No matter what your opinion of social media, it’s become a ubiquitous feature of our lives. It’s also rapidly evolving, with new platforms and features being developed to capture people’s attention and possibly become the next Facebook. Businesses are also catching on with their own presence on platforms as they need to be where their customers are. There was plenty of news and advice for readers this year on the latest developments and ways to get the most out of tweets and hashtags and posts and pins. Quixomatic consolidates social media pages The story of Sydney-based start-up launching its platform that consolidates a company’s social media pages generated plenty of interest for readers. Co-founder and managing director Brett Poole, who previously worked for Yahoo, told StartupSmart the idea emerged from the trend of start-ups and small businesses being active on social media first to build traction before investing in creating a website. Quixomatic uses the information already on a company’s Facebook page to generate a mobile-friendly website. It also plugs into other social media platforms such as Instagram and YouTube. Who owns what on social media? When you post content on social media, who do you think owns it? Many people will say the person who posts the content. That may be true, but the content maker may not be the only owner. Mentor Vanessa Emilio looked into the issue here and warned readers to be aware of what could happen to their content. Time-saving tools for Twitter A tweet has become more than what a bird does. It’s now a message to the world that can whip up outrage, embarrass or entertain. It’s also a powerful tool for business engaging with their customers through the Twitter platform. But for the busy businessperson, managing their Twitter account can be time consuming. Lauren Ridgway offers here some time-saving tools when using Twitter, including using Tweetdeck and various analytical tools. Facebook accelerator program for small business Many small businesses have a Facebook page. For those who don’t want to create their own websites, it’s a relatively simple option for them. The news that Facebook was offering places in an accelerator program to help small businesses get the most out of Facebook was widely shared. “Many small businesses are doing great things on Facebook and we are committed in helping them continue to unlock the opportunities open to them,” Nick Bowditch, Facebook’s manager of small business in Australia and New Zealand, said. What’s better – advertising a business or using social media? Advertising and social media provide different paths for promoting your business, as mentor Dean Ramler writes. But in today’s business world, it’s no longer a question of one or the other. In this post he outlines how social media can be great for engaging with customers while online and traditional advertising also play a role. “Any good marketing program should combine both advertising and social media for maximum impact,” he says. Some more articles worth reading: How to build social media hype for a crowdfunding campaign; Twitter announces a partnership with a young Sydney start-up; and Why social media is a must when you want to sell your business.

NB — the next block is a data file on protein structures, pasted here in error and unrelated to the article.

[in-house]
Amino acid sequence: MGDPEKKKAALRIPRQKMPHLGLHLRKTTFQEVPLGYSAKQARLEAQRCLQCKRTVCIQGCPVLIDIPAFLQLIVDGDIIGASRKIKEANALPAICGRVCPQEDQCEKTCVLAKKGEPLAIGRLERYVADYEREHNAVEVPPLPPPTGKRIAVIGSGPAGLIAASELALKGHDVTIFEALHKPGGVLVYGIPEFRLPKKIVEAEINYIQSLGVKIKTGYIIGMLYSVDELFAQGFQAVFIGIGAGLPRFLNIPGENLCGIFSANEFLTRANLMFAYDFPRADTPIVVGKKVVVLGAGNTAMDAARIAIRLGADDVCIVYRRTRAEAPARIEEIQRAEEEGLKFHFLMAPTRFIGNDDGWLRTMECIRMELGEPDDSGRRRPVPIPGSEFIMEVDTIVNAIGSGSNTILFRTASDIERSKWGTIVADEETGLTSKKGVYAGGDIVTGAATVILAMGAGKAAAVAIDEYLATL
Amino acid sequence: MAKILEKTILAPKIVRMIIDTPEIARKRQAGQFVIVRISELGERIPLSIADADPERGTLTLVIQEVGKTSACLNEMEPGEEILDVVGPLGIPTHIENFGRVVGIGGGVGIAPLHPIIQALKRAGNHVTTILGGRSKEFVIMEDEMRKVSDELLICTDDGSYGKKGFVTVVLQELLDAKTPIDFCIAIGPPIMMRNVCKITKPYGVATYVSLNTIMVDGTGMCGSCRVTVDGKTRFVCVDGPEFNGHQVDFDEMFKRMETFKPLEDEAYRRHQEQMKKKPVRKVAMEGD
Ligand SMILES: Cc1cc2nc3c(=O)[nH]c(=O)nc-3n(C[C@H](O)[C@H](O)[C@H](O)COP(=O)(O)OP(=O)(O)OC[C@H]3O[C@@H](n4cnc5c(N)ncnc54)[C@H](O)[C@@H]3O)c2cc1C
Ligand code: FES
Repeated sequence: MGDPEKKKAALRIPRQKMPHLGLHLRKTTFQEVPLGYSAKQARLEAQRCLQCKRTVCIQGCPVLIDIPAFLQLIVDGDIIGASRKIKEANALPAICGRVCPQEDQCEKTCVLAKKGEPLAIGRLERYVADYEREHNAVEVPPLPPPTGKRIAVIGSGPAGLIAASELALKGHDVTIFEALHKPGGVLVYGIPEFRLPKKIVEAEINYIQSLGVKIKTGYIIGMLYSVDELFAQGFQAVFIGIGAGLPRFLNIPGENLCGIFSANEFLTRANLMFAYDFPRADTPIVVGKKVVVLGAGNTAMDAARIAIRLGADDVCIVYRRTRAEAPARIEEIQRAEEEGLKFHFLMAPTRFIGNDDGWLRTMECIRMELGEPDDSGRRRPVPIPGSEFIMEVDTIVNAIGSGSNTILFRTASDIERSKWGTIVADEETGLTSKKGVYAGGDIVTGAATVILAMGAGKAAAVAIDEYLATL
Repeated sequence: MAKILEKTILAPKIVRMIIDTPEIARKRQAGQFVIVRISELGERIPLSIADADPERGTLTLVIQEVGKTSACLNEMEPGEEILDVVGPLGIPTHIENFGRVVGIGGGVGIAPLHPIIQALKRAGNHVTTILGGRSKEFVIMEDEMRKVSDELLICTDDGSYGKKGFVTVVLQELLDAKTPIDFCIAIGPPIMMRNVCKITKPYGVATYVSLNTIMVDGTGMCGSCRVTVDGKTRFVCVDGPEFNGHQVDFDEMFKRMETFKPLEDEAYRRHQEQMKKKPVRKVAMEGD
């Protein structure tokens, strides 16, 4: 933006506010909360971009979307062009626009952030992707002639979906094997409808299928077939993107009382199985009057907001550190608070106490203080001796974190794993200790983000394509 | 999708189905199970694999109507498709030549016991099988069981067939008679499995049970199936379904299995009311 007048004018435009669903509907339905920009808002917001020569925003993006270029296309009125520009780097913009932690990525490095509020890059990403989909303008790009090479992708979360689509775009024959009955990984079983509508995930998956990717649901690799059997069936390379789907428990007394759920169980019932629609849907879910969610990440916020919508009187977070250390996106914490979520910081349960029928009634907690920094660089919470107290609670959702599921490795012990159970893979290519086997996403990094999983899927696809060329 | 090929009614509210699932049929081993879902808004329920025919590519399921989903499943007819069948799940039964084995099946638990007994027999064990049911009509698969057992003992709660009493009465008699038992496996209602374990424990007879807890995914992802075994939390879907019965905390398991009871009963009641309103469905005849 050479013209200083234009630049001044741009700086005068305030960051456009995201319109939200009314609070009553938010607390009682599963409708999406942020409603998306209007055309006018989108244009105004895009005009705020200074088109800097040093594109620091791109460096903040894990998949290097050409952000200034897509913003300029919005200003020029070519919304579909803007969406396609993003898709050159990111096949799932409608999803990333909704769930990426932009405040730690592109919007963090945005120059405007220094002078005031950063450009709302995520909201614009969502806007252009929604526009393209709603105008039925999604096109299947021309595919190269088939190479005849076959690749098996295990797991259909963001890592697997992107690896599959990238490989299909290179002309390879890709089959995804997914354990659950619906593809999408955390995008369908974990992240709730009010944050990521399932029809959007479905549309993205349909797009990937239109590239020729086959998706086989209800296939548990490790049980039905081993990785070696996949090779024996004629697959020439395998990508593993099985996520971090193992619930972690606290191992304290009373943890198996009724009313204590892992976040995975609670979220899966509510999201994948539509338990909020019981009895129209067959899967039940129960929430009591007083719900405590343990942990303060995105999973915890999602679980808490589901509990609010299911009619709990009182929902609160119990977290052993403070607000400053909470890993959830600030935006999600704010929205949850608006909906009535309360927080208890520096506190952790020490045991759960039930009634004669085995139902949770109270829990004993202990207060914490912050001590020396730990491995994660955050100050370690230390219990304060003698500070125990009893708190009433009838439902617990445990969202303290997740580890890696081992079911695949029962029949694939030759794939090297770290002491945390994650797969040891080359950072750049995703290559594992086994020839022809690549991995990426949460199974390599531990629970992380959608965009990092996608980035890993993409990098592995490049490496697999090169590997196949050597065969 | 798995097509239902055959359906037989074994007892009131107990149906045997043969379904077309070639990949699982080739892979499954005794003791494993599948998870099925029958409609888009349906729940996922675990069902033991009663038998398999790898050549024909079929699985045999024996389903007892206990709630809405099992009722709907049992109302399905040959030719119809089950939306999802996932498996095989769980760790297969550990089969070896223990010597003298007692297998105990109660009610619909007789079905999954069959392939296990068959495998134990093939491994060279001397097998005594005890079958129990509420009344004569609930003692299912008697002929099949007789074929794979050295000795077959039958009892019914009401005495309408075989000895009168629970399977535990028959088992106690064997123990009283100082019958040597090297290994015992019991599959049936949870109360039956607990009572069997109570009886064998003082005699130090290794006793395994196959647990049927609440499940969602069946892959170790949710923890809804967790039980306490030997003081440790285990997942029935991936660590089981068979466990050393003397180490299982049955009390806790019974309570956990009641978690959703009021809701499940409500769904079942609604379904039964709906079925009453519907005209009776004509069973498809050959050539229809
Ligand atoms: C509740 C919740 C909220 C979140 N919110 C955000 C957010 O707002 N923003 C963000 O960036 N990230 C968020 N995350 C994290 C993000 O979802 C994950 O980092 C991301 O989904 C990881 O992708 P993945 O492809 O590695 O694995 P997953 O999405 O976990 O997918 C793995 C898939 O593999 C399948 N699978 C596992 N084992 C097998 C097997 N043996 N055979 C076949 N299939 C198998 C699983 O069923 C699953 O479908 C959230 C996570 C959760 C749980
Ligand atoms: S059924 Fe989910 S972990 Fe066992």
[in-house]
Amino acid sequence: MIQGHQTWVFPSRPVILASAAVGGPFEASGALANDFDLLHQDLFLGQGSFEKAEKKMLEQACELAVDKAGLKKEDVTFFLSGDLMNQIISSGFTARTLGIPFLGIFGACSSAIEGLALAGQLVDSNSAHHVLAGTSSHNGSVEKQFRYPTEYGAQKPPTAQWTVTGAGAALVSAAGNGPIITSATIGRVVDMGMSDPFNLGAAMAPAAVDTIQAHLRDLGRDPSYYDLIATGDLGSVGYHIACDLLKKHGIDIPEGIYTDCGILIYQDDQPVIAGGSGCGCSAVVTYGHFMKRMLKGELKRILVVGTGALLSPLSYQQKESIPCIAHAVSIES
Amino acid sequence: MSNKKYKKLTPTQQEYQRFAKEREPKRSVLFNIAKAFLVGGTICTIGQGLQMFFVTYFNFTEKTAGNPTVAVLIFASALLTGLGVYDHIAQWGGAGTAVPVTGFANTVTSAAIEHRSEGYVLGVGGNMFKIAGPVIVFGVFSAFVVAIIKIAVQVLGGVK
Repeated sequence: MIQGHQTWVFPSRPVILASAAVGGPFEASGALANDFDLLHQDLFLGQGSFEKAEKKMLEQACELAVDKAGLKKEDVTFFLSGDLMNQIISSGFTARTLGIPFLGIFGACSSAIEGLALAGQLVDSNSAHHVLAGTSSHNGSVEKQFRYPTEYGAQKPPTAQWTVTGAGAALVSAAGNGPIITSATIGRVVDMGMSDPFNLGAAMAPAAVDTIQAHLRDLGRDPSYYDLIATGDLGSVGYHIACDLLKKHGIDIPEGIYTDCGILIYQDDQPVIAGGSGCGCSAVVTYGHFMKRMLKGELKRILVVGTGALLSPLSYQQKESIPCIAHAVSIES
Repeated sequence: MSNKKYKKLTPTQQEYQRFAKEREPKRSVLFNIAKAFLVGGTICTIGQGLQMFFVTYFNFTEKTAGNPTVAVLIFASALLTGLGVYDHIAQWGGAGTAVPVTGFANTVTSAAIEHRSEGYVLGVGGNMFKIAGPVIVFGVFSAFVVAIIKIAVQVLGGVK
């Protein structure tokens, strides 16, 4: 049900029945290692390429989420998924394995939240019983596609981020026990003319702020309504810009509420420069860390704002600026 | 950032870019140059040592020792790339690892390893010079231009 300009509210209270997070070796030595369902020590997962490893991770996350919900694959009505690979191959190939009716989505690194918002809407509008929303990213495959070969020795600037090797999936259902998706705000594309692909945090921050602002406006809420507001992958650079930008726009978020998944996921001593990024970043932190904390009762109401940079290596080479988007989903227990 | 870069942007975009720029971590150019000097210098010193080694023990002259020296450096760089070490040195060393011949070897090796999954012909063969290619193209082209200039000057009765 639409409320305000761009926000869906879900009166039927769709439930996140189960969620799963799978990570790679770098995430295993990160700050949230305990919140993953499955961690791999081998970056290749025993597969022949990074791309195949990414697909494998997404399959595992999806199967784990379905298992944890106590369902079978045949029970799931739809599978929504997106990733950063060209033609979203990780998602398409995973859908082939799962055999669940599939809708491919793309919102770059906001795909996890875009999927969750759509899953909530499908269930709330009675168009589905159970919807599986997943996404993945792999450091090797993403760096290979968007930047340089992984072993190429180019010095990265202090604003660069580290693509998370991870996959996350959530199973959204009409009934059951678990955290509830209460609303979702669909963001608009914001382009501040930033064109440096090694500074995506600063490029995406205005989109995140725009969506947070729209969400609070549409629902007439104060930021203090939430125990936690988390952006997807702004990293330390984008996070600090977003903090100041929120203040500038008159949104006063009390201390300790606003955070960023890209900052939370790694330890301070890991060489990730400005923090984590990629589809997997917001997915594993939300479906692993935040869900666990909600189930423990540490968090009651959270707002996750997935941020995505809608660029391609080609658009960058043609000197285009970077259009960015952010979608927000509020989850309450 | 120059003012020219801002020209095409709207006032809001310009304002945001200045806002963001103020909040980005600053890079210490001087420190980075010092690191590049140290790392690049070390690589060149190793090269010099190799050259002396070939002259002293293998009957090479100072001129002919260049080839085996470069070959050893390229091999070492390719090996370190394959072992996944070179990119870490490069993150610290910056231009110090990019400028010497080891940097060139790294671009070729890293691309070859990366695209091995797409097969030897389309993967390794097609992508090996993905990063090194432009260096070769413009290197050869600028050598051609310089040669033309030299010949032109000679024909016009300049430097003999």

Creating compelling content that builds audiences is an important marketing pillar for anyone starting out in business. Known as content marketing, custom media, custom publishing, branded content and branded media, this style of marketing is particularly important given consumers are increasingly seeking out information they can trust. Content marketing enables businesses to deliver content via tutorials, email newsletters, white papers, custom publications, ebooks, free reports, blogs or social media. Anyone can create relevant content that spruiks their business. If you’re a landscape gardener launching your own business, you could own a niche audience of followers keen to hear your thoughts on drought-resistant gardens, for example. Content marketing is the way of the future, says the chief executive of the Association for Data-Driven Marketing and Advertising, Jodie Sangster. “The future of marketing is content marketing. The convergence of data, technology, new consumer consumption habits and digital distribution mean the business case for content marketing has never been more compelling.” Craig Hodges, chief executive and founder of King Content says content marketing has been around forever. It works best for companies that want to drive leads and sales, working across multiple sectors from banking and finance to fast moving consumer goods, he says. “It’s not something that has developed in the last couple of months, as many people might think. The real game changer has been the transformation in the way consumers find brands and ‘stuff’ in general. “Google has played an integral role in this by determining they wanted a search engine free of keyword-stuffed landing pages, instead ranking quality sites with great content,” Hodges says. This has encouraged brands to begin investing in owned, searchable content assets that are of value to the consumer and share the essence of what the brand stands for through storytelling, he says. “If you couple this with the role of social media, a powerful sharing and amplification tool, it’s easy to see why there has been such a focus on developing quality content marketing strategies.” Content marketing works well for new online homewares/linen store, I Love Linen. Melbourne founder Lauren Roe has had strong results from Facebook despite the brand only launching a few months ago. “A great Facebook strategy is based on engaging with customers and promoting a certain image around a desired lifestyle and then finding ways to link it back to your products,” Roe says. One of her recent posts was shared by a popular blogger with a huge Facebook following, which resulted in a day of high traffic and sales, she says. “It’s so easy to manage because once you have a good content strategy and you know the themes around how you want to post, then you can pre-source and pre-load all the content. We do this once a week so it’s locked and loaded so we don’t have to think of content ideas on the fly,” Roe says. “I know Facebook works because I track the click-throughs from Google Analytics and can track the purchase journey that way. A great example is a customer that I generated via Facebook has purchased with us three times in just under six weeks,” she says. Content marketing is also a key marketing pillar for Intrepid Travel, with content partnerships forged to develop content that will appeal to potential customers. One of its most successful partnerships has been with sustainable food filmmakers The Perennial Plate. This partnership sent two chefs to 13 countries to create short videos that reflect local food culture, which aligns with Intrepid’s new range of food adventures and commitment to responsible and sustainable travel. “The videos are authentic and compelling and each has its own distribution strategy. The first video that was produced received over 300,000 views and the series so far has been viewed by 2.75 million,” global public relations manager Eliza Anderson says. Many start-ups already embark on a PR campaign, but minor tweaks to existing PR, communications and social media content isn’t the same thing as content marketing, according to a report by technology research firm Gartner. Hiring freelance writers to create your content, create a pipeline of talent via online freelance marketplaces like elance or outsource your newsroom can be great ways to get the content you need, says Gartner analyst Jake Sorofman. Ultimately, businesses need to decide what end result they want to achieve from content marketing from the outset, he says. “Do you want to create blog posts, build a special website or blog, or generate Facebook comments or Tweets? Ensure that whatever content management system you are using can create content forms that match your goals. Also ensure that each asset you generate can be shared socially,” Sorofman says. But creating content is one thing. Making sure it’s reaching an audience is something else altogether. Distribution of content is a major issue, according to a recent roundtable forum held in Sydney. Hosted by ADMA and content marketing firm Edge, it found that many businesses overlook the importance of developing distribution strategies. Care needs to be taken when it comes to distribution as distribution via social media can turn consumers off, according to a recent report by Pitney Bowes Software. It found that 83% of consumers have had a bad social media marketing experience. Simon Bird, general manager Australia, warns that annoying customers can mean lost revenue, with 65% of consumers saying they’d stop using a brand that upset or irritated them through its social media behaviour. “It’s critical for businesses to develop an in-depth understanding of their customers’ communications preferences and what makes them tick. You need to approach customers through the channels they like and with content that is relevant to them and their current situation.” Five tips to help start-ups thrive in the age of content Create brand ambassadors. Use Twitter Advanced Search to find people who are talking about similar offerings to yours. Contact them and get them excited about your brand Understand and track your SEO. Use free Google tools like Adwords, Analytics and Trends to compare keywords, view keyword search traffic demand and find out if your keywords are converting traffic Take advantage of hashtags. Simple and consistent hashtags like #apps help your target market find your start-up. Use social dashboard tools like HootSuite or TweetDeck to find relevant hashtags. Find free publicity. Sign up for free services like SourceBottle and HARO, which connect journalists with sources to easily and cheaply build a reputation in your industry. Protect your reputation before you have one. Use free tools like Google Alerts and watchthatpage.com to find out what is being said about your company, competitors and industry. Source: Ali Berg, head of content, Online Circle Digital